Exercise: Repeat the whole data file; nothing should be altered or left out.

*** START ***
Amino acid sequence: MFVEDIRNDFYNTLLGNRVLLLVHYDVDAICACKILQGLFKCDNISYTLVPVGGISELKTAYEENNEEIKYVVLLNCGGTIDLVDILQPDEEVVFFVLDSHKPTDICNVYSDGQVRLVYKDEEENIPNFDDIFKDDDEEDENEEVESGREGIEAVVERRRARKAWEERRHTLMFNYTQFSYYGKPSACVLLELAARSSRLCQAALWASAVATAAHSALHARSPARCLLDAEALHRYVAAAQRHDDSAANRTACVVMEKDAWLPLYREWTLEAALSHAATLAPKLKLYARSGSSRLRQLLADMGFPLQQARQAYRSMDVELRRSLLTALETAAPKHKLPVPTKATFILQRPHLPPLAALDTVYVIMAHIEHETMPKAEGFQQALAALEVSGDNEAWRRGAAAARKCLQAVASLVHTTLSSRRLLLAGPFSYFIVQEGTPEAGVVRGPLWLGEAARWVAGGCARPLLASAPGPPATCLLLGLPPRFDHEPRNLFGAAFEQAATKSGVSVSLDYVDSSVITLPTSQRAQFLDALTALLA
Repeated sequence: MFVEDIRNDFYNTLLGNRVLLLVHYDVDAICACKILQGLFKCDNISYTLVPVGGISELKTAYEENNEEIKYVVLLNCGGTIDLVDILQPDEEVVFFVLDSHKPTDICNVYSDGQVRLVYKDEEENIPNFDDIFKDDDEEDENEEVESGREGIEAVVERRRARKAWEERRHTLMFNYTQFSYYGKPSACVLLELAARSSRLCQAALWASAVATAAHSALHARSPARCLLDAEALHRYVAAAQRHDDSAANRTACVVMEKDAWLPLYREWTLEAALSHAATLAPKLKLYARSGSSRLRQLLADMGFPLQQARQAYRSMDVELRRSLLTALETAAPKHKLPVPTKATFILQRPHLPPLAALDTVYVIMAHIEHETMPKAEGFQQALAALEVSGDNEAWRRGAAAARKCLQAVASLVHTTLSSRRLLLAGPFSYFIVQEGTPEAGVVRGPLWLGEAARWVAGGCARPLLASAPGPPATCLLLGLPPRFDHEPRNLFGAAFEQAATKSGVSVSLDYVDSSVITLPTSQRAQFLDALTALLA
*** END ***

Amino acid sequence: MFVEDIRNDFYNTLLGNRVLLLVHYDVDAICACKILQGLFKCDNISYTLVPVGGISELKTAYEENNEEIKYVVLLNCGGTIDLVDILQPDEEVVFFVLDSHKPTDICNVYSDGQVRLVYKDEEENIPNFDDIFKDDDEEDENEEVESGREGIEAVVERRRARKAWEERRHTLMFNYTQFSYYGKPSACVLLELAARSSRLCQAALWASAVATAAHSALHARSPARCLLDAEALHRYVAAAQRHDDSAANRTACVVMEKDAWLPLYREWTLEAALSHAATLAPKLKLYARSGSSRLRQLLADMGFPLQQARQAYRSMDVELRRSLLTALETAAPKHKLPVPTKATFILQRPHLPPLAALDTVYVIMAHIEHETMPKAEGFQQALAALEVSGDNEAWRRGAAAARKCLQAVASLVHTTLSSRRLLLAGPFSYFIVQEGTPEAGVVRGPLWLGEAARWVAGGCARPLLASAPGPPATCLLLGLPPRFDHEPRNLFGAAFEQAATKSGVSVSLDYVDSSVITLPTSQRAQFLDALTALLA
Repeated sequence: MFVEDIRNDFYNTLLGNRVLLLVHYDVDAICACKILQGLFKCDNISYTLVPVGGISELKTAYEENNEEIKYVVLLNCGGTIDLVDILQPDEEVVFFVLDSHKPTDICNVYSDGQVRLVYKDEEENIPNFDDIFKDDDEEDENEEVESGREGIEAVVERRRARKAWEERRHTLMFNYTQFSYYGKPSACVLLELAARSSRLCQAALWASAVATAAHSALHARSPARCLLDAEALHRYVAAAQRHDDSAANRTACVVMEKDAWLPLYREWTLEAALSHAATLAPKLKLYARSGSSRLRQLLADMGFPLQQARQAYRSMDVELRRSLLTALETAAPKHKLPVPTKATFILQRPHLPPLAALDTVYVIMAHIEHETMPKAEGFQQALAALEVSGDNEAWRRGAAAARKCLQAVASLVHTTLSSRRLLLAGPFSYFIVQEGTPEAGVVRGPLWLGEAARWVAGGCARPLLASAPGPPATCLLLGLPPRFDHEPRNLFGAAFEQAATKSGVSVSLDYVDSSVITLPTSQRAQFLDALTALLA